For example, when we operate in rural and urban informal economic systems in the African continent, we found the need to iterate the broaden the research scope for each of the three attributes – feasibility, viability, and desirability – in order to not only provide the necessary room in the design process for background research and onsite discovery but also to be able to justify the additional phase in the project plan in terms of time and budget.

Second, Gonera and Pabst (2019) introduce the need for a DT mindset:

DT is a meta-disciplinary methodology where pre-established rationales of one discipline are replaced with a mindset that helps to develop a common basis of knowledge and agreement between disciplines (Lindberg et al., 2010). […] It should be noted, that DT is not only a toolset but also a mind-set and therefore not easy to implement in settings where linear thinking and hypothesis-based working are the dominant logic (Carlgren, Elmquist & Rauth, 2016; Liedtka et al., 2017). ~ Gonera and Pabst (2019)

It is this encapsulation of the challenge that leads me to revisit the very first definition of DT attributed to me, cited by LukeW back in 2006:

“Design thinking is one of enlightened trial and error wherein one observes the world, identifies the patterns of behavior, generates ideas, gets feedback, repeats the process, and keeps on refining.” Niti Bhan

This is a mindset, an attitude to life itself, one could say, and I did, back in the early days of exploring the concept of design thinking. Its one that requires a willingness to fail, and to being open to exploring through primary and secondary research without a hypothesis to guide one’s way. In addition to the mindset, Gonera and Pabst (2019) encapsulate the principles and processes most popularly attributed to design thinking so:

The core elements of DT are empathy and people focus, problem framing, visualization, experimentation, and diversity (Carlgren et al., 2016b). They are often paraphrased or visualized by an array of diverging and converging processes of need finding, idea generation, and testing(Liedtka, 2015) in contrast to more traditional product-centric stage gate and linear innovation processes (Cooper, 1990). ~ Gonera and Pabst (2019)

For “settings where linear thinking and hypothesis-based working are the dominant logic” (Gonera and Pabst, 2019), the classic design squiggle familiar to designers comfortable with ambiguity as one of the dominant logics of practicing design, particularly in complex settings with multidisciplinary teams, can often be the first hurdle to be crossed in embracing DT as the way forward. Ambiguity has not been mentioned in the literature of design thinking, yet it is a core component of a design practitioner’s experienced skill, as they learn to become comfortable with not knowing the outcome of their work in advance nor with the certainties so beloved of business and finance, not to mention the hard sciences.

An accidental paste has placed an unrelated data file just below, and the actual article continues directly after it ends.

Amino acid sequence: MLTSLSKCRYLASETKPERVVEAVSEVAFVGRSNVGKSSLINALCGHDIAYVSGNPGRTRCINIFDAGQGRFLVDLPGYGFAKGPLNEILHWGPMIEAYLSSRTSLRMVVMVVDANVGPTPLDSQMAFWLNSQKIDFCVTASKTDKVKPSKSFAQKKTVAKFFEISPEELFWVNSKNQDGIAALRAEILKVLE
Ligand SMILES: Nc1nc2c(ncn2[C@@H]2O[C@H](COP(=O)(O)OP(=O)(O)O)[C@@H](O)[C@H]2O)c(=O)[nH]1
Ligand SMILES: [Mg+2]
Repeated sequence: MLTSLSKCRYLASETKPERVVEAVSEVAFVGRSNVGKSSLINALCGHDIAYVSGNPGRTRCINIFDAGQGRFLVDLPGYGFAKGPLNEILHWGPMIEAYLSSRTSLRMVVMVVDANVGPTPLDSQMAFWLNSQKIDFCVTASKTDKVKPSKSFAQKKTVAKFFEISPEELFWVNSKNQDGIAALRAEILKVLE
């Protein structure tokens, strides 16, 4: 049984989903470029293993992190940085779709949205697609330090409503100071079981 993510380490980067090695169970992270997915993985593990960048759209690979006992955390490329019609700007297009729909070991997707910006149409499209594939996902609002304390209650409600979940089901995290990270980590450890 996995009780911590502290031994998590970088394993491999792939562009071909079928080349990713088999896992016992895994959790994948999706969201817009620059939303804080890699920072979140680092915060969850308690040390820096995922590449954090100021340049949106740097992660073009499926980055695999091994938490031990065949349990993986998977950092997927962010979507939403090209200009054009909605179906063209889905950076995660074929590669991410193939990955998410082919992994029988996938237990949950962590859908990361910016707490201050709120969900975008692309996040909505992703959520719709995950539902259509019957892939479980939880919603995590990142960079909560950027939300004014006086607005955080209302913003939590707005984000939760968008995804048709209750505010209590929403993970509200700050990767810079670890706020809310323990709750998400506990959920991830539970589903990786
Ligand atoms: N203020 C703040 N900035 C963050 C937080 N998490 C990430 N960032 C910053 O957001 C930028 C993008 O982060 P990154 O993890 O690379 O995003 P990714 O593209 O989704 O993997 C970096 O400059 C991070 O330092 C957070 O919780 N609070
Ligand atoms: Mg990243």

Damien Newman, 2006

It is at this point, therefore, I would ask if design thinking as a meta-process is robust enough for transdisciplinary project design, along with the principles and elements already identified by numerous scholars as core to DT, or whether a more explicit discovery phase for the project’s design and wayfinding is also required in order to maintain a coherence of goals and outcomes across disciplinary boundaries and approaches? What else might be necessary?

Some useful blogposts:
Goal Directed Research for Innovation Planning in Emerging Markets
Can the structure for innovation planning be used to disrupt itself?
Frame Insights: Going back to first principles in the Innovation Planning Process
People, Pesa & Place: A Multidisciplinary lens for innovation in social & economic development

And, in addition to Gonera and Pabst (2019), I would like to add Giancarlo De Carlo’s 1969 work on participation

De Carlo, G. Architecture’s public. 2005. In Blundell-Jones, Peter, Peter Blundell-Jones, Doina
Petrescu, and Jeremy Till. (eds.) Architecture and Participation

Gonera, A., & Pabst, R. (2019). The use of design thinking in transdisciplinary research and innovation consortia: challenges, enablers, and benefits. Journal of Innovation Management, 7(3), 96-122.